Tuesday, December 13, 2011

IEA: 90mbd of Liquid Fuel in November

Both the IEA and OPEC reported big jumps in total liquid fuel supply in November: the IEA by 0.9mbd to a new high of 90mbd and OPEC by 1.35mbd to a new high for them of 89.15mb.  The graph above shows the short term changes since the beginning of 2008 - the average is up sharply and easily exceeding previous highs.

This picture zooms out to the 2002-2011 timeframe and adds prices:

Prices continue to drift downward overall as supply increases and uncertainty over Europe clouds the demand picture.

Two new pictures this month.  Although I continue to think that total liquid fuel is the best overall indicator available at the moment (imperfect as it is), the EIA provides a helpful breakdown into individual components: "Crude plus condensate" which is hydrocarbons that come out of the ground in a liquid form, "Natural Gas Plant Liquids (NGPLS) which is hydrocarbons larger than methane removed from the natural gas stream, "Other Liquids" which includes biofuels, coal-to-liquids, gas-to-liquids, etc, and "Refinery Processing Gains" - volume gains which occur in the refinery as heavier oils are cracked to lighter fuel products.

This chart shows that breakdown with a zero scale to give a sense of the relative magnitudes (since 1995, but only through August of this year):

If we blow this up to only show the region above 60mbd, we can get a better since of recent trends:

Production of crude plus condensate has been basically flat since 2005, and the increase in that time in total liquids is largely coming from increases in NGPLs and other liquids.

Finally, here is the chart of price versus production:


Mr. Sunshine said...

But, as always, the oil used to produce the ethanol isn't subtracted from the total, is it?

Kenneth D. Worth said...

Thanks Stuart for this breakdown.

It will be interesting to see how much, if any, of the jump to 90 mbpd was in C&C.

Meanwhile, Camaros continue to outsell Volts 10 to 1 :)

Stuart Staniford said...

Mr Sunshine - no, but it's a miniscule fraction of the input - the vast bulk of energy input to ethanol production is in the form of natural gas (for fertilizer and then as process heat for distillation).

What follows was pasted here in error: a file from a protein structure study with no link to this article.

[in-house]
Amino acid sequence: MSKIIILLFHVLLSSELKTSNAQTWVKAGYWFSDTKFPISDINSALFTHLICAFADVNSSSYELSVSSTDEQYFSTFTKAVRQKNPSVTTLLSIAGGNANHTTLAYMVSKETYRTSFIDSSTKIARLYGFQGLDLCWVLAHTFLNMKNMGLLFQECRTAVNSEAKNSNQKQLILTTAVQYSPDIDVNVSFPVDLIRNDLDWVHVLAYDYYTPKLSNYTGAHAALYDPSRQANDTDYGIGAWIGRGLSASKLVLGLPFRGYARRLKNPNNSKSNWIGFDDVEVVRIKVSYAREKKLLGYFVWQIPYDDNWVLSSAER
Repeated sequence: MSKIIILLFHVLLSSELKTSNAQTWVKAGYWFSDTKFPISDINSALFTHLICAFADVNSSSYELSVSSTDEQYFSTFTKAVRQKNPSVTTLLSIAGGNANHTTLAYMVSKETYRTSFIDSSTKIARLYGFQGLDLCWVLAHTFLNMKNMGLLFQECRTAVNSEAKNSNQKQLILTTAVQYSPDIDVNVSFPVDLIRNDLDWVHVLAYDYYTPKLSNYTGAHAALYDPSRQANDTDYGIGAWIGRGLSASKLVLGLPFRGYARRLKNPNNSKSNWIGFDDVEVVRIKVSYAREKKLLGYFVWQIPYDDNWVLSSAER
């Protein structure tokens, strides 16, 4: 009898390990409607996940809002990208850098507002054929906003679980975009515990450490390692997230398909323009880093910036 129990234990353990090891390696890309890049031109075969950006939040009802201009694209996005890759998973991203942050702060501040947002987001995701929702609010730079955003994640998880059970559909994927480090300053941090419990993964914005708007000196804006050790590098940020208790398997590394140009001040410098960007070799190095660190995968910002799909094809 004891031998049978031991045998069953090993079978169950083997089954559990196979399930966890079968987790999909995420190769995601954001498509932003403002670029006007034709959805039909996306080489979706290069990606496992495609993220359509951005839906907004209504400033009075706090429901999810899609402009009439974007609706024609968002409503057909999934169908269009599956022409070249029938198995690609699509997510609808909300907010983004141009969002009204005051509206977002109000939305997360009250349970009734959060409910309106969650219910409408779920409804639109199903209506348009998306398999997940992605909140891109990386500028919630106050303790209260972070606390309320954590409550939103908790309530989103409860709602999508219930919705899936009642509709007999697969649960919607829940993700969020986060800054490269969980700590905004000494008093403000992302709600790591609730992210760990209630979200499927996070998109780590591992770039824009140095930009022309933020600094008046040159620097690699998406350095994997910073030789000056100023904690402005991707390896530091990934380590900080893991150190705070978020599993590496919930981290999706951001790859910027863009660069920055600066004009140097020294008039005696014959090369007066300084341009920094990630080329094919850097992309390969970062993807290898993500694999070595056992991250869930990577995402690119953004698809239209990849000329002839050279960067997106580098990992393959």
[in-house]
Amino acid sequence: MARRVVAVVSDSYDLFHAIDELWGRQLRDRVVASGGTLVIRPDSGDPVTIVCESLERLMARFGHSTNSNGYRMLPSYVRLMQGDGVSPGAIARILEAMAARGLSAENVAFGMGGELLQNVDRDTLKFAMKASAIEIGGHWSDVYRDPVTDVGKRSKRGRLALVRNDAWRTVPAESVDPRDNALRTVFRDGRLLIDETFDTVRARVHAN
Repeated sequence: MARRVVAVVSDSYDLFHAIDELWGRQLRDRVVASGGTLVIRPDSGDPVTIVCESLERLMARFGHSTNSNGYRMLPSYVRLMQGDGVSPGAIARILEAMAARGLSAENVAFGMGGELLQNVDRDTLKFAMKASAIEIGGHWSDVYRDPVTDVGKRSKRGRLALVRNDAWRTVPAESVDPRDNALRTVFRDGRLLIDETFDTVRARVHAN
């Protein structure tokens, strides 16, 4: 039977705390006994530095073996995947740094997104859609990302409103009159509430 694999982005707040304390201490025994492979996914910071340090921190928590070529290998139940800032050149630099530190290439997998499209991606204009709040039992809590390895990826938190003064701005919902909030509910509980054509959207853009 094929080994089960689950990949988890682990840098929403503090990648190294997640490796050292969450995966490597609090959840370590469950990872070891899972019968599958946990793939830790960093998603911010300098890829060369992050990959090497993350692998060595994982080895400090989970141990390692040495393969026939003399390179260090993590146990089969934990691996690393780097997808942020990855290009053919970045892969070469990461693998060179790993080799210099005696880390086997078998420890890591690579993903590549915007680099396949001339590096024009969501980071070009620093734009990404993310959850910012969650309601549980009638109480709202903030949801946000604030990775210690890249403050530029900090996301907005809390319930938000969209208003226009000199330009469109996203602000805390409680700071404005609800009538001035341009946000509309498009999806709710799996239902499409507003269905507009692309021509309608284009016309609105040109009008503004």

Mr. Sunshine said...

Having seen the cornfields in the midwest, miniscule isn't a word that would come to my mind in farming them ... but I defer the point. On the other hand, I read last week there is a diesel shortage across the upper midwest right now due to the 2MM gallons of the stuff that's being transported to ND and pumped into the Bakken shale as fracking fluid - which means that already-refined diesel coming back out of the ground there amounts to over 30% of present Bakken "oil" production.

Alexander Ac said...

And the oil price submerged today :-)

Nick G said...

I don't think diesel is being used as a fracking fluid. I've heard of propane, but it's not widely used yet, I'm pretty sure.

Part of the diesel shortage is due to refinery problems, and part due to hoarding - there hasn't really been an actual shortage (i.e., anyone who actually stopped operations due to not enough diesel.

Camaros continue to outsell Volts 10 to 1 :)

That's a production rampup problem, not a demand problem.

John said...

Thanks Stuart. Just curious, but your average line seems off since EIA data discontinued?

Stuart Staniford said...

John: EIA isn't discontinued - they just always run a few months behind. In the region where I don't have all data sources, I construct the average by applying the average delta from the last point where I *do* have all data sources. That way the movement of the average around when I get the later data is as little as possible. Good eye though :-)